Competent & Kind
Years ago, a senior executive of a company I worked for said something like, “...and I don’t want to hear how nice someone is! I want to know that they can do their job.” I understand that this person was likely not inferring that the two were mutually exclusive. Even so, I sent up an unspoken, “Why can’t they be both? Both competent and kind? This isn’t too much to ask. To expect.” I’m grateful to have returned to my former company. This morning, I sat on my bed and paused to pet the cat and my mom’s voice rang in my head, “I would have walked home by that point.” A phrase my mom most always includes when recounting the three and a half years we spent in southern Illinois due to my dad’s (voluntary) job transfer. Southern Illinois wasn’t like anything we were used to. Much like me working at a software company. Metaphorically speaking, I too could have walked back to my old company. And, in a way, I did. This week felt like the end of a half marathon. I’ve run two. For me, there is always a point in almost any race where I am thinking, “Why did I do this? Voluntarily! I thought this would be a good idea.” Maybe you walk or falter a bit. Hopefully, you meet an ally on the course and you provide moral support to one another to get one another across the finish line. You finally cross (and if you’re slow like me, you’ve been at it a while) and you fall, exhausted and relieved, into the arms of someone who’s been waiting for you. That’s what this week was like - falling onto people who waited and believed I’d make it back even when I wasn’t at all sure what was next for me. Rest assured, naïveté has not overcome me. I realize there are probably unkind or incompetent, or worse, unkind AND incompetent, people employed by by current company. But this doesn’t seem to be the rule - but rather the exception. I had a long weekend before (re)joining my company. And, as I’d mentioned, got swept up in the Kondo craze which is to say I began reorganizing drawers. So much chaos and mess - it seemed like a metaphor for what life had spiraled into during 2018. “When did this happen?!” I asked Andrea. “When we got Georgie.” Andrea said, referencing our October rescue pup addition. It seemed like it had happened much earlier in the year than October so I asked Andrea again a few days later. “Mmmm....well when did you start the software implementation at work? Oh. Then I started a new job and was traveling - we weren’t in a routine. Then there was the situation with...” January. January 2018. That’s when the slow slide, the unspooling, began. So I’m working to put it back together - order from disorder. I’m moving onto books this weekend and am disregarding Marie Kondo’s guideline that you cap your book collection at 30. Having said that, I am hoping this frees up some room on some shelves because some books are towering on a pile near my side of the bed. I like the idea of considering if an object sparks joy, or if we want to carry it forward in life, when we think about retaining something. To permit that object to continue to take up space in our home. I think it’s a refreshing and worthy consideration as we move through life to consider what or whom brings us joy & to spend our time accordingly.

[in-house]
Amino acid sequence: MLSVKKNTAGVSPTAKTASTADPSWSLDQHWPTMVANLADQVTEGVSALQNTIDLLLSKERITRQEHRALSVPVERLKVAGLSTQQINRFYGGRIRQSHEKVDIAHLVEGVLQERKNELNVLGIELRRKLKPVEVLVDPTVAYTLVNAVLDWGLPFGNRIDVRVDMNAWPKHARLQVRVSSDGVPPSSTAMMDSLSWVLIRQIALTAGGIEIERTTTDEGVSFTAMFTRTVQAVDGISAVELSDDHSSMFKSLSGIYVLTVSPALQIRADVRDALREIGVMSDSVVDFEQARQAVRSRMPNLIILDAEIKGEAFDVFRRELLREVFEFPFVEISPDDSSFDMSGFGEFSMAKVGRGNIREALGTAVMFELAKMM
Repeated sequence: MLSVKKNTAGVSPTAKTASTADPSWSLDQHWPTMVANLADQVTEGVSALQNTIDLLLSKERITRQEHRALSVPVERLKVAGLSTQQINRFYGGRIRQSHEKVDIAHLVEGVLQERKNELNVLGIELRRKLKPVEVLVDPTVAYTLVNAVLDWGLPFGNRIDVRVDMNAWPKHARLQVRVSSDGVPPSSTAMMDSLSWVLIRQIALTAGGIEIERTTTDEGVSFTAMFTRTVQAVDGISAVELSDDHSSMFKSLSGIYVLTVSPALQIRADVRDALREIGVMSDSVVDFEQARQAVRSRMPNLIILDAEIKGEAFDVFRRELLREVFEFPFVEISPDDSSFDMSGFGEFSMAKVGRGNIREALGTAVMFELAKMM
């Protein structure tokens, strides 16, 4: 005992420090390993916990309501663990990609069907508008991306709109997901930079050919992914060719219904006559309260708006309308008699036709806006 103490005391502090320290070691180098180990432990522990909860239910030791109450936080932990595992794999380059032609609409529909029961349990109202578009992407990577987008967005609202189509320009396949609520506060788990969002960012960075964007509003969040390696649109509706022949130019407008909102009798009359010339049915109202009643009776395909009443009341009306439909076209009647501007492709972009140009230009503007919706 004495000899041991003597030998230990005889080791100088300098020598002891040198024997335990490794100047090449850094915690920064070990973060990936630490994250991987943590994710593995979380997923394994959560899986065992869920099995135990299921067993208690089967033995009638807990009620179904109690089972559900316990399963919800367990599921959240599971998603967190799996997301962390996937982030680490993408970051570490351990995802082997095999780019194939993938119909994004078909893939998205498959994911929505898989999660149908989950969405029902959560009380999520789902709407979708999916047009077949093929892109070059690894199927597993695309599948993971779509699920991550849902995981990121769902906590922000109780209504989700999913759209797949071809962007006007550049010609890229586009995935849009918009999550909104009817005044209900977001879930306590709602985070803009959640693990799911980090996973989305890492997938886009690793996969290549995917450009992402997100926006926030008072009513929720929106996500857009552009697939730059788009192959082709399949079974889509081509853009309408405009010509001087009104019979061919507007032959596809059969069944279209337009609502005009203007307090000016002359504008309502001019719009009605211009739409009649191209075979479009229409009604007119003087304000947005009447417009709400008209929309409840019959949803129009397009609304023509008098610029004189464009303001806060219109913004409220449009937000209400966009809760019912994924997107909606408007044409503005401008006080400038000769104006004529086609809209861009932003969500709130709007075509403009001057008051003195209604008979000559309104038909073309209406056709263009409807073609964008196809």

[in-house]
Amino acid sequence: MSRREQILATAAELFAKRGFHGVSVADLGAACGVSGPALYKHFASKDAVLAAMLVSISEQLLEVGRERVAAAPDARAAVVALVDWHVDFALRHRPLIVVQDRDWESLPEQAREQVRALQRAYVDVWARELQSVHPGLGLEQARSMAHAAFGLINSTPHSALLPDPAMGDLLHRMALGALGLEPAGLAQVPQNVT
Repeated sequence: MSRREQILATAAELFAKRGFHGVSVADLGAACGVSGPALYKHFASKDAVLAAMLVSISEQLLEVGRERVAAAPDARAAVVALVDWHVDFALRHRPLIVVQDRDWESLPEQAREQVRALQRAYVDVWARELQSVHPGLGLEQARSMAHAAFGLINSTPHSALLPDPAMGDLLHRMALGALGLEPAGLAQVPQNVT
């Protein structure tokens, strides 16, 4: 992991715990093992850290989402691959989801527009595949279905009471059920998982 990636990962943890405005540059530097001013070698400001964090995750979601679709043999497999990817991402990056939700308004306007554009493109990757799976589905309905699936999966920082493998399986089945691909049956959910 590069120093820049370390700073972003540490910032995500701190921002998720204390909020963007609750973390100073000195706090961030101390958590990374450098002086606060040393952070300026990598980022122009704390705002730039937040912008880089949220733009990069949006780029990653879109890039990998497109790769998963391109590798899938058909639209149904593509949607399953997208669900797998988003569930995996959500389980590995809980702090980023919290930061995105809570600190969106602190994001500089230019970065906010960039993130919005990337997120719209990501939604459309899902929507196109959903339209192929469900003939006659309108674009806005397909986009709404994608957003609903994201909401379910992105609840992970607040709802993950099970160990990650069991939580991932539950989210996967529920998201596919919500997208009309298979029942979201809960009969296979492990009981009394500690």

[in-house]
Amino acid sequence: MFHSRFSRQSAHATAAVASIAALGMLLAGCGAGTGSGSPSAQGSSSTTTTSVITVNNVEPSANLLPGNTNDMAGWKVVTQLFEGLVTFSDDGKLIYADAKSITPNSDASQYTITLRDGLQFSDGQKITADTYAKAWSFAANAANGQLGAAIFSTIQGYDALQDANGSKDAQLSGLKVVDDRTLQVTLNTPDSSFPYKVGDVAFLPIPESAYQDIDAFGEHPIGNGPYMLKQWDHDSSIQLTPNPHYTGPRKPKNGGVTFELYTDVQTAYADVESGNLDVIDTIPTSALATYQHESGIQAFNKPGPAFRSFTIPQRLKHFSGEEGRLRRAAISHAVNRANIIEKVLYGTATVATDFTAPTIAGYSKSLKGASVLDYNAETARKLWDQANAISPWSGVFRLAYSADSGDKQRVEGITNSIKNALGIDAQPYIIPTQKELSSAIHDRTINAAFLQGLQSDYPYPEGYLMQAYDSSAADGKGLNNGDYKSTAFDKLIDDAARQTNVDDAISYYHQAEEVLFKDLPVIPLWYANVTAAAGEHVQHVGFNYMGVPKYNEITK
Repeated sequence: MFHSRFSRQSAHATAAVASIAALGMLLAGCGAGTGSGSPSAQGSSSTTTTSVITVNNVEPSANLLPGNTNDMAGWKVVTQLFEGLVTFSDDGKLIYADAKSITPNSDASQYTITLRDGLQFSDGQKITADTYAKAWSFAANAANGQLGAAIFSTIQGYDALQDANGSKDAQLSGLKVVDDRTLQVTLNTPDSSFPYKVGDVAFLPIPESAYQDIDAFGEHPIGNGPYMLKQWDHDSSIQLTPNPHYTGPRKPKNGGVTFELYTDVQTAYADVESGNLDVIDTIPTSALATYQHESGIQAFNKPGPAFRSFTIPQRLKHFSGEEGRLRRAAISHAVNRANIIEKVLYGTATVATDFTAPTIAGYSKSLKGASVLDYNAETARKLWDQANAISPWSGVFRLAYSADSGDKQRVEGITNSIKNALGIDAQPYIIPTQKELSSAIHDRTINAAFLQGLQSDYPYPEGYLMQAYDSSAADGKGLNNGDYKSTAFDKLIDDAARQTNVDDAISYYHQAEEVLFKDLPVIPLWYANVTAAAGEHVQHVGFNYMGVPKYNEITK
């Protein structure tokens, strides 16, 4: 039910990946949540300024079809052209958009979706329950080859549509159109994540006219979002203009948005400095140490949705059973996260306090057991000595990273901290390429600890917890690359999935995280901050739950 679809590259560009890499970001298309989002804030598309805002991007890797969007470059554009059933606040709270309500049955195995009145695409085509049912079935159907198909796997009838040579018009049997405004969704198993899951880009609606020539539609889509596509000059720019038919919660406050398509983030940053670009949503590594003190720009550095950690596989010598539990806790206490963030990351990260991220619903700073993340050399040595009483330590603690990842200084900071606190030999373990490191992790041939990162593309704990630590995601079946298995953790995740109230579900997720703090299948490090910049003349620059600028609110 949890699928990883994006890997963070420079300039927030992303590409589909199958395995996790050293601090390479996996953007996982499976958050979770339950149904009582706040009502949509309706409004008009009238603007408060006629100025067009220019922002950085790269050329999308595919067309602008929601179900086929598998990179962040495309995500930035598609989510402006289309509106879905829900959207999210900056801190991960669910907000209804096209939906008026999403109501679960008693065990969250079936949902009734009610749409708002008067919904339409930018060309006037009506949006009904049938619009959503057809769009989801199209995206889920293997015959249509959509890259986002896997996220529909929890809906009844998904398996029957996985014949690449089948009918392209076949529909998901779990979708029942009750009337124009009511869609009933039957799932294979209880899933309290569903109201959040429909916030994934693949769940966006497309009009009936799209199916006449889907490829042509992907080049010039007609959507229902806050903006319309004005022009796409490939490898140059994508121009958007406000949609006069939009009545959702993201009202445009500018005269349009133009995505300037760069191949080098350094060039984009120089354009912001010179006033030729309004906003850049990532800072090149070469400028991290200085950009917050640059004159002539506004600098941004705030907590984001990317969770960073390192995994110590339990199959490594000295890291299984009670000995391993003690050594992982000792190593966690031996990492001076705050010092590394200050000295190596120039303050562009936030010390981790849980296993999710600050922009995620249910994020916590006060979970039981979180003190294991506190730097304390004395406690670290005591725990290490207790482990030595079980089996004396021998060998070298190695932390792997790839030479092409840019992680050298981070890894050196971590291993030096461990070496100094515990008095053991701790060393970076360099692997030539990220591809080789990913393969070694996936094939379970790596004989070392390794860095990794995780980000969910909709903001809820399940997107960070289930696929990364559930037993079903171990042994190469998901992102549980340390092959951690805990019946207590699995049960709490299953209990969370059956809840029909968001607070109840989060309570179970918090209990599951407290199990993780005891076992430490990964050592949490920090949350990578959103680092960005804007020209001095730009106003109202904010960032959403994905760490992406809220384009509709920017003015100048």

This week, poet Mary Oliver died at age 83. Oliver’s instructions for living a life were to pay attention, be astonished and tell about it. Of joy, Oliver wrote:
“If you suddenly and unexpectedly feel joy, don’t hesitate. Give in to it. There are plenty of lives and whole towns destroyed or about to be. We are not wise, and not very often kind. And much can never be redeemed. Still life has some possibility left. Perhaps this is its way of fighting back, that sometimes something happened better than all the riches or power in the world. It could be anything, but very likely you notice it in the instant when love begins. Anyway, that’s often the case. Anyway, whatever it is, don’t be afraid of its plenty. Joy is not made to be a crumb.” (Don't Hesitate) Mary Oliver, Swan: Poems and Prose Poems